GABA is an inhibitory neurotransmitter, which means it puts the brakes on all physical and mental activity in the body, helping you to relax and switch off.
Studies have found that a dose of around 400mg magnesium per day seems to work best for most people. This can be divided into smaller doses across the day.
Interestingly, magnesium doesn’t make you sleepy in small amounts. It may also improve energy levels across the day, while still helping you sleep better at night.
Alternatively, you can take the full 400mg dose in the evening. This may be more beneficial if you exercise late at night, too, as the adrenaline and cortisol released during exercise can keep you awake.
Chelated forms of magnesium, like citrate and glycinate, have a higher absorption rate (if a vitamin or mineral is ‘chelated’, it means it’s mixed with an agent that helps the body absorb it better).
You can also apply magnesium topically (to a specific part of the body) with sprays, moisturisers or bath salts.
These deliver magnesium directly to the muscles, helping to relieve tension or soreness.
Montmorency cherry juice
One small-scale study found that juice made from Montmorency cherries may help increase melatonin, which is the sleep hormone that naturally increases in the evening.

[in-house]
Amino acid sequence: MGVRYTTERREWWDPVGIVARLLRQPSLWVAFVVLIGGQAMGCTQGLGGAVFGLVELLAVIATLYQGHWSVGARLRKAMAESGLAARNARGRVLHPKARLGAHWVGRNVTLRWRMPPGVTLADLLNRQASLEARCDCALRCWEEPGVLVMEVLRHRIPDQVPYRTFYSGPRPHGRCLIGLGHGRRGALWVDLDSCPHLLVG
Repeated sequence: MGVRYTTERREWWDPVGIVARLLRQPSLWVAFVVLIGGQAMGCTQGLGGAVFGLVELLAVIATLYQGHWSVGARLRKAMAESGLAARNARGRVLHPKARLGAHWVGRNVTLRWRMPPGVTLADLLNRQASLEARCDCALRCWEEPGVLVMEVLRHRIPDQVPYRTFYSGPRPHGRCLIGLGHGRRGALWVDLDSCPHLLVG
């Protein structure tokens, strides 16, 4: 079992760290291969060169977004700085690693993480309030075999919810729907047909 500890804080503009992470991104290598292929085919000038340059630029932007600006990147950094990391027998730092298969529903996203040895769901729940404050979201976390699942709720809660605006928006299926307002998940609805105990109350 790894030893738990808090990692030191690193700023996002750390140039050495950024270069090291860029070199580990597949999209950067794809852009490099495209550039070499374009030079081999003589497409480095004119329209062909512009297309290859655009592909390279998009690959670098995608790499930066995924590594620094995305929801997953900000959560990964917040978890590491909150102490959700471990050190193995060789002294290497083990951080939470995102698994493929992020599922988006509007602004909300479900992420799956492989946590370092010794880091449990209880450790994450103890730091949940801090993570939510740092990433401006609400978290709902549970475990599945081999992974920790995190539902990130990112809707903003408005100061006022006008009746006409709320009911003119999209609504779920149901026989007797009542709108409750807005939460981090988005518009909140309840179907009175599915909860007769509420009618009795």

Having more melatonin in your body can increase both the quality and quantity of your sleep.
If you don’t fancy drinking cherry juice, this is also available in supplement form as a capsule. Many products combine it with magnesium and other nutrients that support sound sleep.
L-theanine is an amino acid. Amino acids combine to form complete proteins. L-theanine helps you sleep better in several ways.
Firstly, it supports the production of GABA. It can also help minimise the impact of caffeine and prevent it from disrupting your sleep.
It may be especially beneficial if you have a busy, chattering mind.
L-theanine increases alpha-wave activity in the brain, which helps you feel more relaxed and mindful. It’s the headspace you get into when you do yoga, or meditate.
Milk protein hydrolysate
Milk protein hydrolysate has been widely studied for its sleep-enhancing effects.
In supplement form, it provides a concentrated source of the amino acid tryptophan, which helps the body make a hormone called serotonin.